to go for energy efficiency, as opposed to the more traditional approaches using high-power, high-performance CPUs.
Designed for a small number of threads or jobs done
very quickly, CPUs have a high energy overhead. From
NVIDIA’s perspective, important applications that
demand true high performance are parallel in nature
and are amenable to more throughput-oriented systems
designed to execute thousands or millions of tasks.
At NREL, architecture plays a key role in energy efficiency. In this case, the HPC system is using HP servers
based on Intel Xeon processors, including the 22 nm Ivy
Bridge architecture and Intel Xeon Phi coprocessors. Says
Stephen Wheat, general manager of HPC at Intel, “As
the optimized and tuned application is run in production,
the achieved performance per watt on both Xeon Phi and
Xeon processors has allowed achieving the results with the
lowest energy use.”
MADLY MOVING IN ALL DIRECTIONS
Of course, the push to achieve exascale computing
in the not-too-distant future is motivating a lot of very
smart people to devise radical new power and cooling
alternatives. The power budget of 50 megawatts for an
exascale system built on today’s technology platforms is
hardly acceptable. Unless, of course, you can afford your
own small nuclear power plant or build your data center
in locations where power is virtually unlimited — e.g.,
Niagara Falls, the Columbia River Gorge or the Bay of
Fundy. And then there’s Reykjavik, where you not only
have volcanoes spewing out geothermal power, but plenty
of ice to boot.
But, according to Keckler, there is no one big silver bullet that will allow us to efficiently power and cool today’s
and tomorrow’s HPC systems. Rather, it will be a collection of technological advances, some mundane, some quite
startling, including some Black Swans — those impossible
to predict events that have major repercussions.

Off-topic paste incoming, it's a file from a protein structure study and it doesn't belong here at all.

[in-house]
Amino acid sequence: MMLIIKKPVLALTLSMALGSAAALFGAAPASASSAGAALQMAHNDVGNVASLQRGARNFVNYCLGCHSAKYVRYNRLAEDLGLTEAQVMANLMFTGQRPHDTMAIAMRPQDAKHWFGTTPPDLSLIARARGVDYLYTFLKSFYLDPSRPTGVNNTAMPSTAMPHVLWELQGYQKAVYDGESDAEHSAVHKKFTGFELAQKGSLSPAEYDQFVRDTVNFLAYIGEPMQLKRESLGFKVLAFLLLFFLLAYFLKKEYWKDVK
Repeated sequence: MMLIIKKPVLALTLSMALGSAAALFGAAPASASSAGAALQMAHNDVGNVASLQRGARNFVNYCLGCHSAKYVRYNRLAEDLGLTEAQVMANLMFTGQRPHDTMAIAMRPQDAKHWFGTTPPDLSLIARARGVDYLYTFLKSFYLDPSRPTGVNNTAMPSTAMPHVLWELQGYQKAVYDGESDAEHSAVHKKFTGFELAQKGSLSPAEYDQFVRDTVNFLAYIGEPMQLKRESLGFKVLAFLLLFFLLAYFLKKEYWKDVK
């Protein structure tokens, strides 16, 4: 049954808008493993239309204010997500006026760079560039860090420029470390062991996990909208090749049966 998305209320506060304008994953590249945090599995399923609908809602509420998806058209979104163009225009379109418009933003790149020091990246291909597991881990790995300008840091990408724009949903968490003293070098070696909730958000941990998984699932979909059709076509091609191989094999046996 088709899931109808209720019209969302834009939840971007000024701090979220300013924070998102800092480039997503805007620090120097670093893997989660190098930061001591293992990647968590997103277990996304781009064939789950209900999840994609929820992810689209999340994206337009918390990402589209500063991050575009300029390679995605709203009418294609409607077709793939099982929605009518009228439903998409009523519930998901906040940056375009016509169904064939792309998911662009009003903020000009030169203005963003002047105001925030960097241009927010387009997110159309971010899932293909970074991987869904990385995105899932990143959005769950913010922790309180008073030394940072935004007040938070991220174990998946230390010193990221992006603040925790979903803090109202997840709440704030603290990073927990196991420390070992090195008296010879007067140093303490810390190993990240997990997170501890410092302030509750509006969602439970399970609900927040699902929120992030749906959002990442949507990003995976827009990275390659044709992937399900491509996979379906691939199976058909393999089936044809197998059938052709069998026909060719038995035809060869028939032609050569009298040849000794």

For example, full server oil immersion is making inroads
— Intel, among others, has been experimenting with the
technology for several years. Intel also has been looking
into near-threshold voltage circuit design.
Three-dimensional architectures include fin FETS, a
15-year-old technology that allows you make smaller, more
densely packed, energy efficient transistors, which is being
revitalized by semiconductor manufacturers. In another
approach, called heterogeneous three-dimensional (3-D)
integration, multiple wafers, stacked vertically, have the
potential to consume less power and provide higher perfor-
mance than current two-dimensional chips.
Lawrence Berkeley National Laboratory, among others,
has been researching the use of carbon nanotubes for
microprocessor cooling applications.
Microsoft, Amazon, Google and others are deploying
highly energy-efficient modular computer containers to
support their cloud services efforts.
Superconducting circuits, chilled to a few degrees above
absolute zero, have the potential to be not only faster, but
far more energy efficient than conventional semiconductors.
The list goes on. With the emphasis on green computing
and the need to navigate the rocky road to exascale, some
of these solutions will take hold and evolve, others will
die on the vine and, most interestingly, mysterious Black
Swans are bound to arise.
Says Thomas Sterling, “It may be in the future that
we will see other completely alien forms of computing,
which may operate with a completely different relation-
ship between effective computation and energy and power
It should be an interesting decade, one in which power
and cooling, in all their myriad forms, take center stage in
the HPC data centers of the world.
Gertrude the Governess: or, Simple Seventeen:
John Kirkley, President, Kirkley Communications, is a
writer and editor specializing in HPC. He may be reached
The mechanical room that supports the NREL HPC data
center and ties its waste heat to the rest of the facility